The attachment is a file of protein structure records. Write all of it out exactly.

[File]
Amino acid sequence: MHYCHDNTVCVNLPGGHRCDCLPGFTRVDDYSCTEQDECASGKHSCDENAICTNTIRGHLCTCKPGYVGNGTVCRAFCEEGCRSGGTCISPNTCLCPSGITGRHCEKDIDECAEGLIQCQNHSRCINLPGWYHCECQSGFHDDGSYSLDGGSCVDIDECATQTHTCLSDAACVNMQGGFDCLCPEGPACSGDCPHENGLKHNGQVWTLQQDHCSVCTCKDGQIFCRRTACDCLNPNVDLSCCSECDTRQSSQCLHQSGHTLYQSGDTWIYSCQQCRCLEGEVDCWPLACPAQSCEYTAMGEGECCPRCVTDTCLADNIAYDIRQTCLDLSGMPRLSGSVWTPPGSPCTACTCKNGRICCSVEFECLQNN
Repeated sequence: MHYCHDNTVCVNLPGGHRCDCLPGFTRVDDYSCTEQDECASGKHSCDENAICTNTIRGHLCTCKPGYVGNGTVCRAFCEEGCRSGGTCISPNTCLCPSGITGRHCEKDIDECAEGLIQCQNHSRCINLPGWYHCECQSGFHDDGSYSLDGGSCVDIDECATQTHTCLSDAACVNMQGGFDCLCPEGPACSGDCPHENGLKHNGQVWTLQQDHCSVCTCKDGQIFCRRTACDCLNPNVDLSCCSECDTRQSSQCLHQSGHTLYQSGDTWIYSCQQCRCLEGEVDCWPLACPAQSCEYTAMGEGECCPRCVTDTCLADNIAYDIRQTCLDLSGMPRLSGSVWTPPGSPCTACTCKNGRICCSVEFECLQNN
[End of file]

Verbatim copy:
Amino acid sequence: MHYCHDNTVCVNLPGGHRCDCLPGFTRVDDYSCTEQDECASGKHSCDENAICTNTIRGHLCTCKPGYVGNGTVCRAFCEEGCRSGGTCISPNTCLCPSGITGRHCEKDIDECAEGLIQCQNHSRCINLPGWYHCECQSGFHDDGSYSLDGGSCVDIDECATQTHTCLSDAACVNMQGGFDCLCPEGPACSGDCPHENGLKHNGQVWTLQQDHCSVCTCKDGQIFCRRTACDCLNPNVDLSCCSECDTRQSSQCLHQSGHTLYQSGDTWIYSCQQCRCLEGEVDCWPLACPAQSCEYTAMGEGECCPRCVTDTCLADNIAYDIRQTCLDLSGMPRLSGSVWTPPGSPCTACTCKNGRICCSVEFECLQNN
Repeated sequence: MHYCHDNTVCVNLPGGHRCDCLPGFTRVDDYSCTEQDECASGKHSCDENAICTNTIRGHLCTCKPGYVGNGTVCRAFCEEGCRSGGTCISPNTCLCPSGITGRHCEKDIDECAEGLIQCQNHSRCINLPGWYHCECQSGFHDDGSYSLDGGSCVDIDECATQTHTCLSDAACVNMQGGFDCLCPEGPACSGDCPHENGLKHNGQVWTLQQDHCSVCTCKDGQIFCRRTACDCLNPNVDLSCCSECDTRQSSQCLHQSGHTLYQSGDTWIYSCQQCRCLEGEVDCWPLACPAQSCEYTAMGEGECCPRCVTDTCLADNIAYDIRQTCLDLSGMPRLSGSVWTPPGSPCTACTCKNGRICCSVEFECLQNN